Evaluation of psychological stress, cortisol awakening response, and heart rate variability in patients with chronic prostatitis/chronic pelvic pain syndrome complicated by lower urinary tract symptoms and erectile dysfunction
Jian Bai, Longjie Gu, Yinwei Chen, Xiaming Liu, Jun Yang, Mingchao Li, Xiyuan Dong, Shulin Yang, Bo Huang, Tao Wang, Lei Jin, Jihong Liu & Shaogang Wang
Frontiers in Psychology 13 (2022)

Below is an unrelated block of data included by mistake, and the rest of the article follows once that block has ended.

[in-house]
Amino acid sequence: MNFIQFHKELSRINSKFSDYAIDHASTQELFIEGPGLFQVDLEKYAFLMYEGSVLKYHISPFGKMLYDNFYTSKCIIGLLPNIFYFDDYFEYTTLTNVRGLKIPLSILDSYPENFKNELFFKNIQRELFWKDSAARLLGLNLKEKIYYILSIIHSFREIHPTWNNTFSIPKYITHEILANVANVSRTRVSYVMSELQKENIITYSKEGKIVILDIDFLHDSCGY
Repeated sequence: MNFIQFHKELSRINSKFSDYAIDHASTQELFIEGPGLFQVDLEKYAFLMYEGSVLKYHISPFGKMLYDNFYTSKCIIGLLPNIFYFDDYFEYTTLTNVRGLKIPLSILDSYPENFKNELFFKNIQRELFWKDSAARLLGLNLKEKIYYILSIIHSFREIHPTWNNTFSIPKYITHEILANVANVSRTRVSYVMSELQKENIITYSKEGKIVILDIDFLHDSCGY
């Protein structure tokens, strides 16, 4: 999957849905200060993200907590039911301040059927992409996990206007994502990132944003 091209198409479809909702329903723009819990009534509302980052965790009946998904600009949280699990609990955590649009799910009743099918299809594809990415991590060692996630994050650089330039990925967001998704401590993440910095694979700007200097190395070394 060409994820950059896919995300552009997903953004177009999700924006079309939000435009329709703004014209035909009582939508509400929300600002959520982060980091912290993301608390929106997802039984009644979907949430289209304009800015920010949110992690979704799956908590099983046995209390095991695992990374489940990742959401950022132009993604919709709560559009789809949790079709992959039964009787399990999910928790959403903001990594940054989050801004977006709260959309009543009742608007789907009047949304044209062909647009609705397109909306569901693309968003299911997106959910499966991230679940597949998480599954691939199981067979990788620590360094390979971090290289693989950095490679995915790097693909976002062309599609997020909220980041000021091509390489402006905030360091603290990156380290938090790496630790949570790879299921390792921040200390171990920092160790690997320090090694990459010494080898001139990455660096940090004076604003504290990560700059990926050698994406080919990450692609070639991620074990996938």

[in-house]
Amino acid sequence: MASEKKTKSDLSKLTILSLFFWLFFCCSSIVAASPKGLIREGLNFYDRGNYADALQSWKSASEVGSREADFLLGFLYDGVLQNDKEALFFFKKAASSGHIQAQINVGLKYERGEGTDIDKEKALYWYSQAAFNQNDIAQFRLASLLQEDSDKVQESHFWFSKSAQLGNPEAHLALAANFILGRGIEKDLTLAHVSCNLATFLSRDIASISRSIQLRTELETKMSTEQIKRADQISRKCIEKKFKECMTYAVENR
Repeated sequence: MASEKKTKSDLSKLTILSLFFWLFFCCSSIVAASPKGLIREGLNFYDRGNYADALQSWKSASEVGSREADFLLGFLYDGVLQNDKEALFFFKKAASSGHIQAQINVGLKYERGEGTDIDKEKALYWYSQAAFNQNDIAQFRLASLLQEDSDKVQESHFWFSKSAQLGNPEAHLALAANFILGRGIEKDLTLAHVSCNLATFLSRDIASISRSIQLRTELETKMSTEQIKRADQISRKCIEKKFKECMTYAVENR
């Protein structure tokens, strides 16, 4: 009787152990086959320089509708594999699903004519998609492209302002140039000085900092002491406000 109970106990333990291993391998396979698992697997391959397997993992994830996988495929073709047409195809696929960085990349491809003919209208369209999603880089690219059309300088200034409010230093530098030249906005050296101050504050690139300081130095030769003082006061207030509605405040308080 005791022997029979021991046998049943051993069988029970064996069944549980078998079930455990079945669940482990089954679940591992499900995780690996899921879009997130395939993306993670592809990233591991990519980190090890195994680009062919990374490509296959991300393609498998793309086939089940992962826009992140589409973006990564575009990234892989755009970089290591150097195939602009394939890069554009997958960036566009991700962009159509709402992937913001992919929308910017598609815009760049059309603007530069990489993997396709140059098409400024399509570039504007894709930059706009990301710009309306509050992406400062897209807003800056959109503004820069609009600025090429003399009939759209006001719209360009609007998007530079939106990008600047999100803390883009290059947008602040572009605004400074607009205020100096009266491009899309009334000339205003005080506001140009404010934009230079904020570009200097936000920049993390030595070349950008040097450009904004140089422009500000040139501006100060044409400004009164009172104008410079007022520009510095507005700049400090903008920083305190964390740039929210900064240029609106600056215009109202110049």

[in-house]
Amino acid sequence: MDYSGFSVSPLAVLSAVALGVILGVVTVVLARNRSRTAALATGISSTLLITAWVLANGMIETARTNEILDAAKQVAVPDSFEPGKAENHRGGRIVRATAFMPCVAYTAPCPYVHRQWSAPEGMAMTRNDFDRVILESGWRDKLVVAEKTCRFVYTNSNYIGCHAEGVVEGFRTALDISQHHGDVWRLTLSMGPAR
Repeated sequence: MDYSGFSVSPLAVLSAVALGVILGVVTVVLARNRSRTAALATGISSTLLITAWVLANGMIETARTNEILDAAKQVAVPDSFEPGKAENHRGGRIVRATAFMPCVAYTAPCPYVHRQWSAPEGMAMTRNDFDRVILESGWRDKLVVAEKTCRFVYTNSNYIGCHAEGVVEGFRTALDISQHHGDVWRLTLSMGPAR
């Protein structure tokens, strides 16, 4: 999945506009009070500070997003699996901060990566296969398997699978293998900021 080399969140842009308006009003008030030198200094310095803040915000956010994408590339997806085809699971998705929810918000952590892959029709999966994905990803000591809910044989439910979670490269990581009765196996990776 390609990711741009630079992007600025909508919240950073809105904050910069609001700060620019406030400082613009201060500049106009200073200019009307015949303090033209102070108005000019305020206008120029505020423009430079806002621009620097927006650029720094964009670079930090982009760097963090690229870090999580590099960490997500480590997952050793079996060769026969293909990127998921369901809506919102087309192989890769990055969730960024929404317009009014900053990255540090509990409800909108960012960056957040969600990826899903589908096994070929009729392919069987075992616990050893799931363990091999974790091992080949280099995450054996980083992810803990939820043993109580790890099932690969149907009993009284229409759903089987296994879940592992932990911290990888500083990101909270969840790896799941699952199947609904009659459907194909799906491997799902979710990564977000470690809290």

AbstractBackgroundMental stress and imbalance of its two neural stress systems, the autonomic nervous system and the hypothalamic–pituitary–adrenal axis, are associated with chronic prostatitis/chronic pelvic pain syndrome and erectile dysfunction. However, the comprehensive analyses of psychological stress and stress systems are under-investigated, particularly in CP/CPPS patients complicated by lower urinary tract symptoms and ED.Materials and methodsParticipants were 95 patients in CP/CPPS+ED group, 290 patients in CP/CPPS group, 124 patients in ED group and 52 healthy men in control group. The National Institutes of Health Chronic Prostatitis Symptom Index, the International Index of Erectile Function-5 and the International Prostate Symptom Score were used for assessing the disease severity of CP/CPPS, LUTS and ED. Psychometric self-report questionnaires including the Beck Anxiety Inventory, Perceived Stress Scale, Type A Personality Test and Symptom Checklist 90 were completed for distress from physical symptoms. Twenty-five subjects per group were randomly selected for further investigating the changes of the HPA axis and ANS. Saliva samples were taken on 3 consecutive days at 8 specific times with strict reference to time of morning awakening for evaluation of free cortisol. Heart rate variability as marker of the ANS was measured using 24 h electrocardiography, and time-and frequency-domain variables were analyzed.ResultsThe BAI and SCL-90 scores were significantly higher in the CP/CPPS+ED, CP/CPPS and ED groups compared with the control group. The PSS scores of both groups with ED were significantly higher than the control group. Compared with the CP/CPPS group, the differences of PSS, SCL-90 and TAPT scores were statistically significant in CP/CPPS+ED patients. The IPSS scores were shown to have significantly positive correlations with BAI, PSS and SCL-90 in the CP/CPPS patients. However, in all subjects, the IIEF-5 scores were shown to have significantly negative correlations with BAI, PSS, SCL-90 and quality of life score in NIH-CPSI. Cortisol awakening response parameters and diurnal cortisol levels did not significantly vary between the four groups. Time-dependent parameters of HRV also did not differ significantly across groups. In the frequency domain analysis, low frequency was significantly lower in ED patients when compared with CP/CPPS+ED patients and healthy controls, high frequency power was significantly higher in healthy controls compared to patients with ED, CP/CPPS and CP/CPPS+ED, and the CP/CPPS+ED group had significantly higher LF/HF ratio than the control group.ConclusionCP/CPPS and ED patients score exceedingly high on most psychosocial variables. The symptom scores of LUTS and ED positively correlate with the severity of psychological stress. Our findings also suggest that the ANS sympathovagal imbalance is associated with ED and LUTS in CP/CPPS, whereas HPA axis activity is not.
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